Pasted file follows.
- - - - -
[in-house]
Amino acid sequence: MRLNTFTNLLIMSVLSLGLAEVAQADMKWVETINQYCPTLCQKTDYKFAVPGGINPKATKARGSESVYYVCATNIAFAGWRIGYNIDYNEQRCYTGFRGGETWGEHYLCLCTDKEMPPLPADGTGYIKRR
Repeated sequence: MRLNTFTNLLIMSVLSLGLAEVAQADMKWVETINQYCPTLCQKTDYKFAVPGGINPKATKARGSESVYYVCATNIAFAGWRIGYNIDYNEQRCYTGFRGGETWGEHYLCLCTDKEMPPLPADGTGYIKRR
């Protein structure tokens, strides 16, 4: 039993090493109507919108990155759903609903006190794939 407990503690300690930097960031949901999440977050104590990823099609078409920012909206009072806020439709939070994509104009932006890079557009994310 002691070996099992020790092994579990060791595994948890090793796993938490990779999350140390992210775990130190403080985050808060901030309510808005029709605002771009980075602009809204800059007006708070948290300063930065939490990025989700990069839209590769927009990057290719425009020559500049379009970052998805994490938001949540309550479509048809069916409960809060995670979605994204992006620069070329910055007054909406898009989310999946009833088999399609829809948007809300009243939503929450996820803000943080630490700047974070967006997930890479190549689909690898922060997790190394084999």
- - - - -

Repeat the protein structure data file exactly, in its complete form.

[in-house]
Amino acid sequence: MRLNTFTNLLIMSVLSLGLAEVAQADMKWVETINQYCPTLCQKTDYKFAVPGGINPKATKARGSESVYYVCATNIAFAGWRIGYNIDYNEQRCYTGFRGGETWGEHYLCLCTDKEMPPLPADGTGYIKRR
Repeated sequence: MRLNTFTNLLIMSVLSLGLAEVAQADMKWVETINQYCPTLCQKTDYKFAVPGGINPKATKARGSESVYYVCATNIAFAGWRIGYNIDYNEQRCYTGFRGGETWGEHYLCLCTDKEMPPLPADGTGYIKRR
């Protein structure tokens, strides 16, 4: 039993090493109507919108990155759903609903006190794939 407990503690300690930097960031949901999440977050104590990823099609078409920012909206009072806020439709939070994509104009932006890079557009994310 002691070996099992020790092994579990060791595994948890090793796993938490990779999350140390992210775990130190403080985050808060901030309510808005029709605002771009980075602009809204800059007006708070948290300063930065939490990025989700990069839209590769927009990057290719425009020559500049379009970052998805994490938001949540309550479509048809069916409960809060995670979605994204992006620069070329910055007054909406898009989310999946009833088999399609829809948007809300009243939503929450996820803000943080630490700047974070967006997930890479190549689909690898922060997790190394084999």